Monday, May 5, 2014

Writing Process Blog Tour

This week, I've been nominated to participate in a Writing Process Blog Tour by fellow historical-fiction author and blogger Melissa Marsh. Participants share a little about their writing process by answering the tour questions, and then nominate other writers to carry the tour on. So here are my answers to the questions:

What am I working on at the moment?
At present I'm almost halfway through the first draft of a children's historical fantasy, an idea which surprised me greatly since I've literally never written fantasy of any kind. I've also been doing some note-taking and outlining for a Western which is slated to be my next project, I think.

How does my work differ from others of its genre?
Some reviews of my books have said (meaning it positively, thank goodness) that my writing has an old-fashioned feel, like it could have been written at the time the story is set. I think this is probably true, because so much of what I've learned about writing has come from immersing myself in the literature of days past. That's not to say I wallow in flowery prose; I appreciate the value of good crisp, concise writing as much as anyone. But I'm not afraid to use the longer words or longer sentences or more old-fashioned forms of expression when I need them, and I think that's what makes my style a bit unique.

Speaking of Westerns in particular, as the genre that I have a special fondness for, I think my stories are a little different because I nearly always begin with a focus on the characters and the human story at the root of the plot, rather than the action-based conventions of the genre: the gunfight, the chase, etc. Now very frequently I do use one or more of those familiar elements at some point and enjoy it; I've no objection to that! But the root of the story is usually character-driven.

Why do I write what I do?
Put in its simplest form—because I love it. I've always loved history, and loved both reading and writing stories in a historical setting. There's no unifying mission or message to my body of work as a whole, other than the desire to tell a good story and do the best work that I can. Each individual story has its own life and I have a different vision for each one.

How does my writing process work?
When I get an idea that I think would make a good story, I start by jotting down a brief sketch of it in one of what I call my note-taking notebooks. I let it stew in my mind for a little while, and scribble down pages full of plot points, scraps of dialogue, etc. (For a more detailed look at what a page in my note-taking notebooks generally looks like, go here.) For anything longer than a short story, once I accumulate enough material I usually write out a rough outline. Once I feel ready to actually start, I write my first drafts by hand (I actually print rather than writing in cursive—it comes easier somehow) in a college-ruled notebook.

The next step is typing out the draft, and I do a whole lot of my editing in the process. My handwritten drafts are usually full of suggestions for alternate phrasing squeezed between lines or scribbled in the margins, so here's where I decide which versions to use! Once I've got the second draft in a state where I'm ready to show it to someone, I typically give it to several family members to read, and then take a break from it for a while. For later edits I often print out a copy to mark up, then apply the changes on the computer; and repeat the last few steps as necessary till I'm finally satisfied with it.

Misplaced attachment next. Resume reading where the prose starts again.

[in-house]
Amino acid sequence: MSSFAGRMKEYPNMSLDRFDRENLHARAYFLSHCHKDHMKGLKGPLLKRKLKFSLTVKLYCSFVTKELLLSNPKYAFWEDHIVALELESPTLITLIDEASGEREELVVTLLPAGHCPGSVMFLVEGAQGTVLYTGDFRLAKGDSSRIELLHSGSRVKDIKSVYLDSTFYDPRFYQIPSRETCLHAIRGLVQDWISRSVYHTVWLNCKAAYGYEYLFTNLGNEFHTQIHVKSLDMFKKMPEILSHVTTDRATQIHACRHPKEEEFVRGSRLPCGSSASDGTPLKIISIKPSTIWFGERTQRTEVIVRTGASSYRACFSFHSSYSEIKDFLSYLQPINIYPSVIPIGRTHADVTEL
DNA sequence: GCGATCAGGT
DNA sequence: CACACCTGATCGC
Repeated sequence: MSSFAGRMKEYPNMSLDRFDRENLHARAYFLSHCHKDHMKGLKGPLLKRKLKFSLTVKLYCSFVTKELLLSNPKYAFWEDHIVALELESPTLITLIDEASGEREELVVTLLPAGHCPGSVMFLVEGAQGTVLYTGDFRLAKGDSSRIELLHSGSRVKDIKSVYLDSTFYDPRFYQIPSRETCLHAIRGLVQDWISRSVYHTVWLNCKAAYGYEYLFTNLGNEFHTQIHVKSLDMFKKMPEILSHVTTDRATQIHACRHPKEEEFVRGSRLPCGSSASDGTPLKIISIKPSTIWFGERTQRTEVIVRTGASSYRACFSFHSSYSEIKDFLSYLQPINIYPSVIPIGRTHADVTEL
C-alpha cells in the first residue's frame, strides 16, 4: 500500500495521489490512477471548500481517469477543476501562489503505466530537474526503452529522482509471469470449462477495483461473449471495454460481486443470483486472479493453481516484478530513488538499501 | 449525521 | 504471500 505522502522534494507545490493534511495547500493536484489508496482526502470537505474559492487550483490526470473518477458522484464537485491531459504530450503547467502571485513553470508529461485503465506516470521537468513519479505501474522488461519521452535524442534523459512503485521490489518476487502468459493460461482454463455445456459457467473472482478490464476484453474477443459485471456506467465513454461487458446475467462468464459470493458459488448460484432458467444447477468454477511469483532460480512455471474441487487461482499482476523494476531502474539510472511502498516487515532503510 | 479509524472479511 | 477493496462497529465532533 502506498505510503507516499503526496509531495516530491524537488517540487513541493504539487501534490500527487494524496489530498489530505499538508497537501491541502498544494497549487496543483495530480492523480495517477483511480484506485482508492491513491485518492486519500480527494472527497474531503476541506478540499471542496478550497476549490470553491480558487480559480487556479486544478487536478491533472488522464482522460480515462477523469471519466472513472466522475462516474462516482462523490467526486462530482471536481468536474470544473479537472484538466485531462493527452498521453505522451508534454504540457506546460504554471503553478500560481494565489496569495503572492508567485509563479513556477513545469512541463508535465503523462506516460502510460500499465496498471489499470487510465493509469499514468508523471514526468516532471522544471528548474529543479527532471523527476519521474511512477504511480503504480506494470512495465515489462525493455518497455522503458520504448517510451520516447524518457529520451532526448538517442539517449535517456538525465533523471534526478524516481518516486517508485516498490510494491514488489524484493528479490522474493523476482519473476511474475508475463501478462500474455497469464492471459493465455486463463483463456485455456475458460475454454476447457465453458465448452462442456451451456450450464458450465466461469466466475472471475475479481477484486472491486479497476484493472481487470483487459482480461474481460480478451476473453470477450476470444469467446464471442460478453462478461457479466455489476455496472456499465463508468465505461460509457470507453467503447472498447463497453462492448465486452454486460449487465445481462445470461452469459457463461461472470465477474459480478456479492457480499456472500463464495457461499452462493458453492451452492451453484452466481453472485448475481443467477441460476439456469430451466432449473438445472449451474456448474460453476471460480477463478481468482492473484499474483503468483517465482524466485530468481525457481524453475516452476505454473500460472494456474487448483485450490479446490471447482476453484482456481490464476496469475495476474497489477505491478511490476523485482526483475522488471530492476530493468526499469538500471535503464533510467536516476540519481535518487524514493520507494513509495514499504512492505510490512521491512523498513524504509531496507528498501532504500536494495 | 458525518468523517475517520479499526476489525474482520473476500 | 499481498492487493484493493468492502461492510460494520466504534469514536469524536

The Writing Process Blog Tour will continue next Monday over at Rachel Heffington's blog, so be sure and stop by there!


Melissa Marsh said...

I used to write my stories by hand, too. There's something wonderful about seeing your words in your own handwriting on the page. Though I don't write my stories that way anymore, I still do all my preliminary plotting, character sketches, etc. by hand in my spiral notebooks.

Hannah Gridley said...

I had a pleasant few minutes scoping out other writers in the blogosphere because of this post. I loved the touch of how you linked to your actual notebook pages. I scribble a lot too, including checkmarks and dated x-marks to delete an idea that once appeared good. I left behind the notebooks awhile back, though, and write a great deal on college rule filler paper that I can organize and reorganize in a binder.
Did you know that there was a scientific study a year or two ago that said people actually write at a higher grade level if they write out things on paper before typing it into the computer? My reviewers can almost always tell if I've drafted the excerpt on paper or computer.

Elisabeth Grace Foley said...

I use loose paper in binders sometimes too, usually for notes. I think I've heard of some of those studies, too—I'd certainly believe it! I don't think quite as clearly when I'm looking at a screen; I can only get away with it when writing a short scene of something or a bit of flash fiction.

Hamlette said...

Very interesting! I love learning about other writers' writing processes.

I used to write some stories by hand and some on the computer, but it's been probably 4 years since I switched solely to computer. Anymore, I find it's easier to make myself notes, create alternate versions, and so on with MS Word. But I still do lots of notes in notebooks, and I like to do "journal-as-character" exercises for my main characters, which I do only by hand.